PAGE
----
Operative vaginal delivery (OVD) is a critical tool in reducing primary cesarean birth, but declining OVD rates and concerns about provider skill necessitate a clear understanding of risks. These risks are ambiguous because most studies compare outcomes with OVD to spontaneous vaginal delivery, rather than to second stage cesarean which is usually the realistic alternative.Our objective was to compare severe maternal and neonatal morbidity by mode of delivery among patients with a prolonged second stage of labor who had a successful OVD, a cesarean birth after failed OVD, or a cesarean birth without an OVD attempt.We used a population-based database to evaluate nulliparous, term, singleton, vertex livebirths in California between 2007 and 2012 among patients with a prolonged second stage of labor. Birth certificate and ICD-9-CM coded diagnoses and procedures were used for ascertainment of exposure, outcome, and demographics. Exposure was mode of delivery among patients who had any OVD attempt versus cesarean without OVD attempt. The outcomes were severe maternal morbidity (SMM) and severe unexpected newborn morbidity (UNM), defined using established indices. Anticipating that the code for prolonged second stage of labor would represent only a fraction of true OVD candidates, a secondary analysis was conducted removing this restriction in order to explore granular outcomes in a larger cohort with unsuccessful labor. Multivariable logistic regression was used to compare outcomes by mode of delivery adjusted for measured confounders. Sensitivity analyses were done excluding patients with combined vacuum-forceps and birthweight >4000g.9,239 prolonged second stage births were included; 6,851 (74.1%) were successful OVDs, 301 (3.3%) were failed OVDs, and 2,087 (22.6%) were cesareans without OVD attempts. Of successful OVDs, 6,195 (90.4%) were vacuums and 656 (10.6%) were forceps. Of failed OVDs where OVD type was specified, 83 (47.4%) were vacuums, 38 (21.7%) were forceps, and 54 (30.9%) were combined vacuum-forceps. Of note, all 54 combined vacuum-forceps OVD attempts that we identified failed. Patients with failed OVD differed from those with successful OVD, with higher rates of comorbidities, use of combined OVD, and birthweight >4000 g. Successful OVD was associated with reduced SMM (aOR 0.55, 95% CI 0.39-0.78) without a difference in severe UNM (aOR 0.99, 95% CI 0.78-1.26). In contrast, failed OVD was associated with increased SMM (aOR 2.14, 95% CI 1.20-3.82) and severe UNM (aOR 1.78, 95% CI 1.09-2.86). Findings were similar in secondary analysis of 260,585 patients with unsuccessful labor.In this large cohort of nulliparous, term, singleton, vertex births, successful OVD was associated with a 45% reduction in SMM without differences in severe UNM when compared to cesarean birth after prolonged second stage of labor. OVD failed infrequently, but when it did it was associated with a 214% increase in SMM and a 78% increase in severe UNM; combined OVDs were major contributors to this, since all combined OVDs failed. Optimization of OVD success rates through means such as improved patient selection, enhanced provider skill, and dissuasion against combined OVD could reduce maternal and neonatal complications.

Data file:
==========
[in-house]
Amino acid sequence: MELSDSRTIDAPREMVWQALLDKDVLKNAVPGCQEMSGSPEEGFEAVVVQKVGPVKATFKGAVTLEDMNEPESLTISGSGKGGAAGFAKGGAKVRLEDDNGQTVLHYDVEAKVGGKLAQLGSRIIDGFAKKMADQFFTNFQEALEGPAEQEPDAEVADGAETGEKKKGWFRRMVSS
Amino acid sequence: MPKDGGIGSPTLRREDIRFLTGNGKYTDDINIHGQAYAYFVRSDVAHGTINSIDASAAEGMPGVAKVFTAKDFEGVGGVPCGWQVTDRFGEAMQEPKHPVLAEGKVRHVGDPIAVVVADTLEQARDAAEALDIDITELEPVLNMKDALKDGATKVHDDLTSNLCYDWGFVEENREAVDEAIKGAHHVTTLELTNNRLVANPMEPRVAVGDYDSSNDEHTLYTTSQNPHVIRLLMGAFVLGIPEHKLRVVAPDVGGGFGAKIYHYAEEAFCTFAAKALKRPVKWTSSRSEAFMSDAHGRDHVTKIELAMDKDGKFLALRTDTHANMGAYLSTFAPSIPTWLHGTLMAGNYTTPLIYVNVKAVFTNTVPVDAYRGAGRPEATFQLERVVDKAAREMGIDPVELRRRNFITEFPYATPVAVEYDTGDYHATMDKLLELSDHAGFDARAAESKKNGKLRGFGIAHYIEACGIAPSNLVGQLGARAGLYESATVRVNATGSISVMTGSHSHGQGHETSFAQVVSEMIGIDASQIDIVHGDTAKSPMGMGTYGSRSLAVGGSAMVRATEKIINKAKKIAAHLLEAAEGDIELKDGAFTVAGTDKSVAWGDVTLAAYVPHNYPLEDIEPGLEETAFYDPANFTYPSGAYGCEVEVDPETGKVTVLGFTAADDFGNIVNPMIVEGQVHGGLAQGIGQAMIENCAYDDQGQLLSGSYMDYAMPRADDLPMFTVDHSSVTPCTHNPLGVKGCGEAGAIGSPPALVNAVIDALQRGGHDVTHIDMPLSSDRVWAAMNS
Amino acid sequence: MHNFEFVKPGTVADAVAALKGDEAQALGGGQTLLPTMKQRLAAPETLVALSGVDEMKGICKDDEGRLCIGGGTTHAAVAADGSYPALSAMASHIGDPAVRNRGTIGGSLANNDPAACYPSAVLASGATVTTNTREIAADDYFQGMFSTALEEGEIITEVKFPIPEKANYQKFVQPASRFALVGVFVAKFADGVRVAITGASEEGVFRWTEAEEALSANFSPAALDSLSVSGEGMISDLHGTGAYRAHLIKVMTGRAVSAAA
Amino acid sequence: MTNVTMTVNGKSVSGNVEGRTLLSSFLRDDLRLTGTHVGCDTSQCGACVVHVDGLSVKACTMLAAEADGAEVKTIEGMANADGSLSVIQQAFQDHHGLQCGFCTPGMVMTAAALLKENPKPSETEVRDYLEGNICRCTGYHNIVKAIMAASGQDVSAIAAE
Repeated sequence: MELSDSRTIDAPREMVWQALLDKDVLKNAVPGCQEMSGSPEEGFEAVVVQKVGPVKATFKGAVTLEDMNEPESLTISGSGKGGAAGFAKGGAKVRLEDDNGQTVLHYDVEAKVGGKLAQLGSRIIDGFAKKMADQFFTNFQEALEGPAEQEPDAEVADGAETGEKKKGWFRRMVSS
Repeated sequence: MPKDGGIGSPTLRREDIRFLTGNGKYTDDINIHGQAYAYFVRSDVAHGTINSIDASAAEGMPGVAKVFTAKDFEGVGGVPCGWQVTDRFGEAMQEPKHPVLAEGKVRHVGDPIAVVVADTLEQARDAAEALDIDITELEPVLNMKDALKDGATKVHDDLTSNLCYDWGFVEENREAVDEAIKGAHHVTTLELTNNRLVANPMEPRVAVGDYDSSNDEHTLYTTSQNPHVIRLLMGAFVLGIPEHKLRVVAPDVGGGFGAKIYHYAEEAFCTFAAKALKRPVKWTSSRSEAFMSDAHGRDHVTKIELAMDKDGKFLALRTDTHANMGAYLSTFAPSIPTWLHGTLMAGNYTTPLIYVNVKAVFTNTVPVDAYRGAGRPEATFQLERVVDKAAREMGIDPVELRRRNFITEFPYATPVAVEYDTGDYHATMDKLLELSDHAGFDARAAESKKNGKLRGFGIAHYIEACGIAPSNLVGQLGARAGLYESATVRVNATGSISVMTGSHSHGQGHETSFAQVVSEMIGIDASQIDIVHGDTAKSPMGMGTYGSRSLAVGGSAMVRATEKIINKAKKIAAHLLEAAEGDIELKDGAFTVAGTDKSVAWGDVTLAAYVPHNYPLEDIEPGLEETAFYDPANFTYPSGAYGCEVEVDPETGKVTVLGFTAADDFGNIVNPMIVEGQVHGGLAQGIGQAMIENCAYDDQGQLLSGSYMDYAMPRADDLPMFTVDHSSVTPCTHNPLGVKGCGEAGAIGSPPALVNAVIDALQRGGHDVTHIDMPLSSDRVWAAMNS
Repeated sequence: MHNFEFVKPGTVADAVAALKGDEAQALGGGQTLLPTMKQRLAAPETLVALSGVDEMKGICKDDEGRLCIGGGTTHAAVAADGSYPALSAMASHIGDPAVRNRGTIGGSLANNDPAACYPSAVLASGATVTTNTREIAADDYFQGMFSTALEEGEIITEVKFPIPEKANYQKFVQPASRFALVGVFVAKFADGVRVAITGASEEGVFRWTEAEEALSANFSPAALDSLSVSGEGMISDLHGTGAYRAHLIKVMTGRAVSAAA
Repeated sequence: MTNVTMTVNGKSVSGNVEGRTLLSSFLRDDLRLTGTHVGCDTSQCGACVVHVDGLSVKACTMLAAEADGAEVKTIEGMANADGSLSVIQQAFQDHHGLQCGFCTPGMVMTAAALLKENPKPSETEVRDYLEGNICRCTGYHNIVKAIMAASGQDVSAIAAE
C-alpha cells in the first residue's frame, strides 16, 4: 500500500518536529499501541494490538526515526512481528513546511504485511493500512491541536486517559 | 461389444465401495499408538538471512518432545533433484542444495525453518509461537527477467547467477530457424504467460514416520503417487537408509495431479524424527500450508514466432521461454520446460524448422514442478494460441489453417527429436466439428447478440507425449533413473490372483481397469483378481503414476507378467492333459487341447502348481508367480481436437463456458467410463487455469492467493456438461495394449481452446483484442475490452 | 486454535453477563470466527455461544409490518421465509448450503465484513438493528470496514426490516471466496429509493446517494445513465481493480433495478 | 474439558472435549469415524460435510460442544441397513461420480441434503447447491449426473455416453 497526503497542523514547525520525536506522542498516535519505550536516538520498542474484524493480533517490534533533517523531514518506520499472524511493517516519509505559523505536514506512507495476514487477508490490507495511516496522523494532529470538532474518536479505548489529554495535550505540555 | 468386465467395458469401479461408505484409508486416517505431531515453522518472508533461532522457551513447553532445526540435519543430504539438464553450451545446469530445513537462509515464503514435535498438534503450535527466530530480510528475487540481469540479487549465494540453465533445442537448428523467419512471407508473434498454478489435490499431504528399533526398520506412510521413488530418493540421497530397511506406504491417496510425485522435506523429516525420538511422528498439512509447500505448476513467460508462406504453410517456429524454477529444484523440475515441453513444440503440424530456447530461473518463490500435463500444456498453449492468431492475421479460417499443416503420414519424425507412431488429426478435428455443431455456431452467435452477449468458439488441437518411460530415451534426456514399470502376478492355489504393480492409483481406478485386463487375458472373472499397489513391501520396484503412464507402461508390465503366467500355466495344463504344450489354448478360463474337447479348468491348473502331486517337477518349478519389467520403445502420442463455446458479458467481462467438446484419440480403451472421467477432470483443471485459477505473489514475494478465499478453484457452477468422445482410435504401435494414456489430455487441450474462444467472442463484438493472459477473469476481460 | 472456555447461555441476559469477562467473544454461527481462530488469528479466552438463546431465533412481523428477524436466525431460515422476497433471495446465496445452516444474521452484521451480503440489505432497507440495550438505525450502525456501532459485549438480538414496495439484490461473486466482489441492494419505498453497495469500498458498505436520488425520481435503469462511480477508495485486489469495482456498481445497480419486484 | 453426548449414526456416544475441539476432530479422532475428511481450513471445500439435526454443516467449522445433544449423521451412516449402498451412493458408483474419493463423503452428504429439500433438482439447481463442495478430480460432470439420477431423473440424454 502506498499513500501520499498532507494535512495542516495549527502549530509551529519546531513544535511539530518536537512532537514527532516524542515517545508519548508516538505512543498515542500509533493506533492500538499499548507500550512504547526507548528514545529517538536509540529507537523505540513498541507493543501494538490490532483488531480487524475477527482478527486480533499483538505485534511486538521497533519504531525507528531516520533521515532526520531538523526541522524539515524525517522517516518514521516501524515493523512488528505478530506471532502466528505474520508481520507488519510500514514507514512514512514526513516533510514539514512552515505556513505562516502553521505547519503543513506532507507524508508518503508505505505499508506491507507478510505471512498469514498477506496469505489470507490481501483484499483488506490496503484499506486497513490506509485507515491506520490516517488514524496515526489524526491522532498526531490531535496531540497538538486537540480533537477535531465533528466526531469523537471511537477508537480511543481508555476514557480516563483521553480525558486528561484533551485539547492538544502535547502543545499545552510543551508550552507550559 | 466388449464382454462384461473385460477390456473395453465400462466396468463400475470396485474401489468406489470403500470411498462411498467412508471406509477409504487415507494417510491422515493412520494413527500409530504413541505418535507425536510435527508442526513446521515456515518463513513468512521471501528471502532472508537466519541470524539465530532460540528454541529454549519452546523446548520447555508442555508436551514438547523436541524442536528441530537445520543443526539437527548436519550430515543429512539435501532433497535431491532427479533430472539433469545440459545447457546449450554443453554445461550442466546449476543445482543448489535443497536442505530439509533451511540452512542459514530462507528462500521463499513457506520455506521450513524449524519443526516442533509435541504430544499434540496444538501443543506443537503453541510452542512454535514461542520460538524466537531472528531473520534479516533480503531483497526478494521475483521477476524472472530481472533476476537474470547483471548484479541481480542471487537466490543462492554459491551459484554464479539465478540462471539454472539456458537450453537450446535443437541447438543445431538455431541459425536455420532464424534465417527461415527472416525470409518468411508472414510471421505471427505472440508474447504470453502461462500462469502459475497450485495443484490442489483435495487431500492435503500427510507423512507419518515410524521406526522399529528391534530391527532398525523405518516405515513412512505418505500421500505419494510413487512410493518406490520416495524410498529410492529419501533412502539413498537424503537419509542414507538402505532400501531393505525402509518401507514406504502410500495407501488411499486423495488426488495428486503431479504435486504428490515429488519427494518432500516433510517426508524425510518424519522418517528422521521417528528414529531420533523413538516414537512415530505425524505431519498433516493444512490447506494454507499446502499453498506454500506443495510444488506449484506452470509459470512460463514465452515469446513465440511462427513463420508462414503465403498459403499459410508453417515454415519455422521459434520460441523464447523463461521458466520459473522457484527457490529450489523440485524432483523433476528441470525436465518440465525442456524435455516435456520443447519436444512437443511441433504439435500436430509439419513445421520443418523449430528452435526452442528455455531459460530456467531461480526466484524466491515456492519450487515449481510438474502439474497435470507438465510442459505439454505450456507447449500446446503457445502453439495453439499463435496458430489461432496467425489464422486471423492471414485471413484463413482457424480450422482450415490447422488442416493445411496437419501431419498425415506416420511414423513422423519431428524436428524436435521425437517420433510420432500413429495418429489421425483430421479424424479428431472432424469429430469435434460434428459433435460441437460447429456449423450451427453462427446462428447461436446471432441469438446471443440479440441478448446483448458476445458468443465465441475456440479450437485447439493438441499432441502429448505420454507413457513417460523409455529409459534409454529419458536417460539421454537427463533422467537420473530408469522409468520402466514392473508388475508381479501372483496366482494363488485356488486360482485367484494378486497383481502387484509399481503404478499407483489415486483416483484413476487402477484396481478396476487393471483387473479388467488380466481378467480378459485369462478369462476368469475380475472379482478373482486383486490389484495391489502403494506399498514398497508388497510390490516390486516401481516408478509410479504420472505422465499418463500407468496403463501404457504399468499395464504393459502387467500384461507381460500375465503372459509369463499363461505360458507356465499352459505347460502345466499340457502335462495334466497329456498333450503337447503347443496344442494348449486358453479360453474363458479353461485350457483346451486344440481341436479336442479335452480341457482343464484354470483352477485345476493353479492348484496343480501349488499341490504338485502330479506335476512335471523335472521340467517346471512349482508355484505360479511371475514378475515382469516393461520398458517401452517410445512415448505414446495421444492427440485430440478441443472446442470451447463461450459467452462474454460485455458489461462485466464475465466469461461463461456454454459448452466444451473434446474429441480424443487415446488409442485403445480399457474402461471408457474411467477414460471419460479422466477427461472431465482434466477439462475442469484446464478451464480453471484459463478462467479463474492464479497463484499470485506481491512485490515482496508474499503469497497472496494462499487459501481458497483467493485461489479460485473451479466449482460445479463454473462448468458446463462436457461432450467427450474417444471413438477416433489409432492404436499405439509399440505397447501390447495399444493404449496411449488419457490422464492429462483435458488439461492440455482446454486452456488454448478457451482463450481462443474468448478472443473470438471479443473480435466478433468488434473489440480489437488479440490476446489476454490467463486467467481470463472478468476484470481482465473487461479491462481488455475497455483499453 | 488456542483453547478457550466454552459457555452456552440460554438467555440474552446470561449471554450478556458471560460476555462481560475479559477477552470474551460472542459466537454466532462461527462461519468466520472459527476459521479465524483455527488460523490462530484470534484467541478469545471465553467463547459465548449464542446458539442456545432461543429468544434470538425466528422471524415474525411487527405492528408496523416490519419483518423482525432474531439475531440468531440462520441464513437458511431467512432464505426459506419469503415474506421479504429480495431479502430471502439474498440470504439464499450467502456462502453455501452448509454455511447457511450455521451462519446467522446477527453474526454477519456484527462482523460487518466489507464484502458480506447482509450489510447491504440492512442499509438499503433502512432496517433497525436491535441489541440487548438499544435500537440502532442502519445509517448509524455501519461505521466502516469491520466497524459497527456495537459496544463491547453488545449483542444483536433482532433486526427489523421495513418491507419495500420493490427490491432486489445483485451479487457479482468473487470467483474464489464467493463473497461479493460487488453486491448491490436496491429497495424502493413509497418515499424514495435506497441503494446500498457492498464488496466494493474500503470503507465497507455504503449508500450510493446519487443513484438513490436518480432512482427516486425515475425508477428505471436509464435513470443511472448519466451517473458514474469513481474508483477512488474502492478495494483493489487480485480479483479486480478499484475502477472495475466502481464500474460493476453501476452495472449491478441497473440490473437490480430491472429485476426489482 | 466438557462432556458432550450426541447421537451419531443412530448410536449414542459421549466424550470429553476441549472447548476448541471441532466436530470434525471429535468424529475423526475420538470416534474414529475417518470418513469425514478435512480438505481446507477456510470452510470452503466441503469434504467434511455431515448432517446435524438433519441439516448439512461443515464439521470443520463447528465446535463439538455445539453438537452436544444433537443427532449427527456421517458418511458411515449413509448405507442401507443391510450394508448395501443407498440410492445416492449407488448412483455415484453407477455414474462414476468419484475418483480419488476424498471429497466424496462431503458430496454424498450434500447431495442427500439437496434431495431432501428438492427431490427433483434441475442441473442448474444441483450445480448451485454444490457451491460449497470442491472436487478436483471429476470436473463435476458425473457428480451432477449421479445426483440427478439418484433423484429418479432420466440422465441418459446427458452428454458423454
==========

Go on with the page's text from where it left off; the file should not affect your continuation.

View details for DOI 10.1016/j.ajogmf.2021.100339
View details for PubMedID 33631384